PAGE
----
Monopoly power has become entrenched in all of our economies. There is a large, well-funded, elite, technocratic “competition establishment” that for decades has been cheerleading a long-running train of mergers, and acquisitions, leading to ever more concentrated economic power.
This competition establishment protects and wields a pro-monopoly paradigm or ideology, which emerged in Chicago in the 1970s and has since swept the world. Focusing on competition policy, or “antitrust,” this ideology holds that we should ignore power and the public interest, or the interests of stakeholders in society like workers, taxpayers, citizens and so on.
Instead, they argue that we should focus instead on the economic efficiency of corporations – as measured by economists – and the interests of consumers alone.
This “consumer welfare” approach legitimises monopoly power, by wielding the bogus argument that ever bigger corporations enjoy economies of scale and scope, and that these “efficiencies” will trickle down to consumers, leaving everyone better off.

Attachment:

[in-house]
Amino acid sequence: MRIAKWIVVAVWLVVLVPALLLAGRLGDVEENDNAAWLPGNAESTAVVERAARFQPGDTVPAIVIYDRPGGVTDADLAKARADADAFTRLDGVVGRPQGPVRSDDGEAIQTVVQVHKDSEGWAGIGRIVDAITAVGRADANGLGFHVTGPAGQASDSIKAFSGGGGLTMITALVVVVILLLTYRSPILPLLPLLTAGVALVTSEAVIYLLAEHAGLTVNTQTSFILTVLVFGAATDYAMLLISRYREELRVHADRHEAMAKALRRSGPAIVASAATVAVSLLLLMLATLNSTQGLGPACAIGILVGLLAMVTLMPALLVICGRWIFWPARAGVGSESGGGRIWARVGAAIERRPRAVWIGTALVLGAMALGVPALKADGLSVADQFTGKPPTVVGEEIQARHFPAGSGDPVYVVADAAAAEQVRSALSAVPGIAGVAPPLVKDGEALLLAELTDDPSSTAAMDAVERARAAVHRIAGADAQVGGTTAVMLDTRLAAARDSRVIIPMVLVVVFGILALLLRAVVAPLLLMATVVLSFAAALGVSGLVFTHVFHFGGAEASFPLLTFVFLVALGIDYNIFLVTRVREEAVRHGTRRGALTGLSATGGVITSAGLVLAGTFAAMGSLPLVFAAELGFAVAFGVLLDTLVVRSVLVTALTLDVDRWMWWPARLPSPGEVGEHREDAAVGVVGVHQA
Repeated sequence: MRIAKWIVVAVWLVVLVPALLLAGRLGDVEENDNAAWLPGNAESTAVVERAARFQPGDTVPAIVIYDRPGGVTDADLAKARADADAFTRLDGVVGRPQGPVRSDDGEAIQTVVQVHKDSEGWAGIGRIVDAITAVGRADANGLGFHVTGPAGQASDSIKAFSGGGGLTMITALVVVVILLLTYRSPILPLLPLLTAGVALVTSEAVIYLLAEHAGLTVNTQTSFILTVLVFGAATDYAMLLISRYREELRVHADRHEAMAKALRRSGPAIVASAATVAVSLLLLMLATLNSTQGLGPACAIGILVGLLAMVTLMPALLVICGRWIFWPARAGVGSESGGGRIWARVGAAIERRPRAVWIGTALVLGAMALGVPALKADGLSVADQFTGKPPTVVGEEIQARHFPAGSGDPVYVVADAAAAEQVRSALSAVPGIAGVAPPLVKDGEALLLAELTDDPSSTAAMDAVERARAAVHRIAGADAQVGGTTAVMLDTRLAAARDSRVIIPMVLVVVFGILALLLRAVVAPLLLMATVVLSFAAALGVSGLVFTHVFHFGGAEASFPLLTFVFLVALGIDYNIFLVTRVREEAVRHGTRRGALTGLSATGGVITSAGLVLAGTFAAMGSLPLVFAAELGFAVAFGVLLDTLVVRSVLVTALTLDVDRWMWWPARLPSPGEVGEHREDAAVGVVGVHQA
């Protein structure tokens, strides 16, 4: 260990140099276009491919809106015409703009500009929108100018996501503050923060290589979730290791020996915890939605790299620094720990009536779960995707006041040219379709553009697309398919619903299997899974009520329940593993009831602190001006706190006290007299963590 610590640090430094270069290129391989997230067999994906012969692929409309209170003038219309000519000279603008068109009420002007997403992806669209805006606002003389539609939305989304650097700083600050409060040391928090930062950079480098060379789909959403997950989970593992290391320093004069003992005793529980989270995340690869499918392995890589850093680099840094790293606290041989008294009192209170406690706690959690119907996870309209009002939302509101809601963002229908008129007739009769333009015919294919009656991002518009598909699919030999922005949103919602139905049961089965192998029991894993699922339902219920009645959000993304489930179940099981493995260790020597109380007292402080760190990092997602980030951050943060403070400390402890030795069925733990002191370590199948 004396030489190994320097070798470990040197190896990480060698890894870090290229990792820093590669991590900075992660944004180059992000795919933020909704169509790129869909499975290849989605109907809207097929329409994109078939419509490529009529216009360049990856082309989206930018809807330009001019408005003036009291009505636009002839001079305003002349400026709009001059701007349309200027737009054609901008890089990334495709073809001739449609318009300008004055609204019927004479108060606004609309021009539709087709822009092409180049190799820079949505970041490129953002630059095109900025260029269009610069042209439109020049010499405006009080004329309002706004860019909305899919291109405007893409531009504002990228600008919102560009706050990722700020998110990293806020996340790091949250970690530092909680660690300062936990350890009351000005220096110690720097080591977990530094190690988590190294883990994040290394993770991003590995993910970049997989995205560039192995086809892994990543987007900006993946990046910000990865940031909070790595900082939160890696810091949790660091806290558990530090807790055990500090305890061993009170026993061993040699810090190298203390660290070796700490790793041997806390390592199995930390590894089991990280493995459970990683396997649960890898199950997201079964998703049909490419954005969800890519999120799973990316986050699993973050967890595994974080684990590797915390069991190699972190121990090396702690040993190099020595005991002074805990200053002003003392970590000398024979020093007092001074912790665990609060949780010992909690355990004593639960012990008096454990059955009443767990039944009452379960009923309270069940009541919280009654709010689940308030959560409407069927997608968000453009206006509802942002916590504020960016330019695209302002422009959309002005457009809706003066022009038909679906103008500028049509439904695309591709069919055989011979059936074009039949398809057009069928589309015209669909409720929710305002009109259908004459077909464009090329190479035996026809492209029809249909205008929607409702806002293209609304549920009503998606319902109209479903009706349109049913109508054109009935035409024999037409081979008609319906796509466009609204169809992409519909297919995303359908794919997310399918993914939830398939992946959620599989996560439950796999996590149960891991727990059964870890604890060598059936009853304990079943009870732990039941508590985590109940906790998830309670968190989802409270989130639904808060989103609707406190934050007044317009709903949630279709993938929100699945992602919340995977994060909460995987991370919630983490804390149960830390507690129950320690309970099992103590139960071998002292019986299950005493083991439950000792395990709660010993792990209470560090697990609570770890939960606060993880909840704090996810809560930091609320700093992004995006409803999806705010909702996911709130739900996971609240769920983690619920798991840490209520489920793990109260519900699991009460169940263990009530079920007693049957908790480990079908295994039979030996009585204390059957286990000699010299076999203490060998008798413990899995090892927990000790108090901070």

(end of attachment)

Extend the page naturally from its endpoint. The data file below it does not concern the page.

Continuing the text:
In the process, it has airbrushed out of the picture problems such as inequality, workers’ rights, privacy, security, and much else besides.
Together, this competition establishment, and the pro-monopoly ideology, constitute a powerful “system of monopoly” with many interlocking parts, including law firms, consultancies, banks, big multinationals, and an army of well-paid academics.
To get a good sense of how this system functions, see our shocking interview with Tommaso Valletti, the former Chief Economist of the European Commission.
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